The bitter cold is a challenge for cattle ranchers who need to ensure animals are getting enough nutrition to generate the extra energy needed to stay warm.

Agriculture experts and ranchers know that when the temperature dips below -20 C, cattle need to eat more.

"Most years the average hay out there is good enough to maintain a cow in wintertime," according to Murray Feist, a ruminant nutrition specialist with Saskatchewan Agriculture. However, when there are extra demands on the body, the animal will need extra food.

Cows that are pregnant or are providing milk for a calf will need more food. As will all animals facing very cold weather.

"Once we get into these really cold, cold days, we have to add a different form of energy into the diet," Feist says. For most, the choice is a grain feed. "It's got a considerable amount more energy per pound than what you would get from a feed like a hay."

Feist says there are other factors to consider, such as shelter from the wind.

The general rule of thumb is to feed an extra pound of grain for every five degrees below -20 C.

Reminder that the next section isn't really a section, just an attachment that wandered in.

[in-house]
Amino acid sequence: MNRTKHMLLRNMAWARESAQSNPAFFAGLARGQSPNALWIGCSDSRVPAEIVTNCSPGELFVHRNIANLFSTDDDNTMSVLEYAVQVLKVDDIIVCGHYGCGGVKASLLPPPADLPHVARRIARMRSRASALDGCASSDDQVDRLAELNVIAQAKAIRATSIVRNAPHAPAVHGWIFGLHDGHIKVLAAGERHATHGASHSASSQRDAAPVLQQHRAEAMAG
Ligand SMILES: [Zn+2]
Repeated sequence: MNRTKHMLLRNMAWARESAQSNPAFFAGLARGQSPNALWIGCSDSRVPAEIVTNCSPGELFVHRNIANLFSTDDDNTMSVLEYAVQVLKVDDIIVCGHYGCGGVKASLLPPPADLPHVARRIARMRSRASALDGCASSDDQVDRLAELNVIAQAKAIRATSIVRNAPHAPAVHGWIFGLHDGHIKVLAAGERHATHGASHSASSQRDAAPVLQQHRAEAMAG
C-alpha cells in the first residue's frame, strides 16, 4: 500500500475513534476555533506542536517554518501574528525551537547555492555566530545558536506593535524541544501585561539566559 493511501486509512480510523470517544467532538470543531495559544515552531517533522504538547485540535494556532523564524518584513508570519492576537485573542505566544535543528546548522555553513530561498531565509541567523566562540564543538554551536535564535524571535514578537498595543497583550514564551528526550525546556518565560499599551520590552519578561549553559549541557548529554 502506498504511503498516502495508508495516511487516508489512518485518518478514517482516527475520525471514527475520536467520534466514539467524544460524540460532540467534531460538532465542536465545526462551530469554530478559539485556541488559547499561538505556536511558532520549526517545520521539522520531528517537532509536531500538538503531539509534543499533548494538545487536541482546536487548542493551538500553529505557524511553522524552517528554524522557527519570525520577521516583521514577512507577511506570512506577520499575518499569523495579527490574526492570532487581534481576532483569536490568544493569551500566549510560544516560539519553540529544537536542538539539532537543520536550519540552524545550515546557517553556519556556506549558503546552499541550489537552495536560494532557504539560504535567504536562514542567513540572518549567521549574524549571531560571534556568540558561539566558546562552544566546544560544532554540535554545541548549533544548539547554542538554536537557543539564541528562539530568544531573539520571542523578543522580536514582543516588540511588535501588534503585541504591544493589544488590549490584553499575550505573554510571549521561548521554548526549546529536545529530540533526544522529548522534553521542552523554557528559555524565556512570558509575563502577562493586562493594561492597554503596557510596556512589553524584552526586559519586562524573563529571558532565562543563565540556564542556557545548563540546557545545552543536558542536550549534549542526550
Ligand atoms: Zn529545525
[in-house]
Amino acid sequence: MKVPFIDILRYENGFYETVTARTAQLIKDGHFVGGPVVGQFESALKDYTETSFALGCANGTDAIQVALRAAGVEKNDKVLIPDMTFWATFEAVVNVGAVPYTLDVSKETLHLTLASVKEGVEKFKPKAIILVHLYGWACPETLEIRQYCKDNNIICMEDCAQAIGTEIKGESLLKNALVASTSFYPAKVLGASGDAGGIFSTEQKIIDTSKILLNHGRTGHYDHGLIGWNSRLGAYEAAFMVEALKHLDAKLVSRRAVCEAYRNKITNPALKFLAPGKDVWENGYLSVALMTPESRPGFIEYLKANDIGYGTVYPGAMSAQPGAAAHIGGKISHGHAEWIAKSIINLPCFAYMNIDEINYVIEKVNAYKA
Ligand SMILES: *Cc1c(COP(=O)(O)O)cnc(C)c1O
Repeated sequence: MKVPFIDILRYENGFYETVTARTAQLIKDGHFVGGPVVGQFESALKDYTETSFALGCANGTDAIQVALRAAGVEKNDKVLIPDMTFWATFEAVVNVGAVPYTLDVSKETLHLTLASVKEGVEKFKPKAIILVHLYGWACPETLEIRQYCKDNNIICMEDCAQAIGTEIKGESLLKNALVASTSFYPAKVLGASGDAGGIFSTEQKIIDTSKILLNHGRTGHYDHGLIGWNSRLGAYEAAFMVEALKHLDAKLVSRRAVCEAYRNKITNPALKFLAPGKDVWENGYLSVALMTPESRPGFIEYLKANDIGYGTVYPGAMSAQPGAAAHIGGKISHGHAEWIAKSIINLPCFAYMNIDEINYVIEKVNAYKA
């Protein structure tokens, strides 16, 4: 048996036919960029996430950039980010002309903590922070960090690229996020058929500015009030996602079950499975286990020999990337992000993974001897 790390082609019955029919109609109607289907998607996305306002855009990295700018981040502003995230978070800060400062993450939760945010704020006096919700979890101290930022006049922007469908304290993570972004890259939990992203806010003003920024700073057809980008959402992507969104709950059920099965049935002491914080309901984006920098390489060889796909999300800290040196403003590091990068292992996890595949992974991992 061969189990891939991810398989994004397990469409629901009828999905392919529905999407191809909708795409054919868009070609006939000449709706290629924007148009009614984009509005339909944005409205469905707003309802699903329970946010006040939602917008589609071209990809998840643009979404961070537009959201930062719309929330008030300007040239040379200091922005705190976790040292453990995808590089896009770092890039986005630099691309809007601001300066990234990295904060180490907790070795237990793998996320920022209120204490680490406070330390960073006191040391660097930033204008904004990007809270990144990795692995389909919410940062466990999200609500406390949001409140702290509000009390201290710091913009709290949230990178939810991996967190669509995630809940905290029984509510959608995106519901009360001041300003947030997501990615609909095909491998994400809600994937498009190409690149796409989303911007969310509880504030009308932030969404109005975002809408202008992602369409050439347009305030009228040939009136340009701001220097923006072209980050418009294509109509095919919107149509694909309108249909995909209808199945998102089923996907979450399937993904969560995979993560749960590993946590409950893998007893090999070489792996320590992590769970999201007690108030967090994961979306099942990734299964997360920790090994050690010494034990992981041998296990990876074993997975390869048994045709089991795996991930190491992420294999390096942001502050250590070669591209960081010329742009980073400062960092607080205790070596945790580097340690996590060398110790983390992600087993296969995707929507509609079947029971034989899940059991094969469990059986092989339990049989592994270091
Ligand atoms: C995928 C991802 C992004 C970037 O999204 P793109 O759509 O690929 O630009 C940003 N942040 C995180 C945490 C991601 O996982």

Much of Saskatchewan was in a deep freeze Monday with temperatures near or below -30 C and wind chills colder than -40 C. At one point in Regina, it felt like -47 C with the wind chill.

"When we get down to temperatures of the -30s, and you know -50 with the wind chill, those cattle feel the cold pretty quick, so you really have to be able to adjust and accommodate for those temperatures by feeding a certain amount of grain," said Feist.

But getting cattle through the frigid weather is not as simple as just feeding more grain. Ranchers also need to be careful to avoid "grain overload," known as acute acidosis, said Feist.

"They have to split it up into a morning and an afternoon [feeding]," he said. "That can help them avoid getting into some digestive upsets by overfeeding too much grain."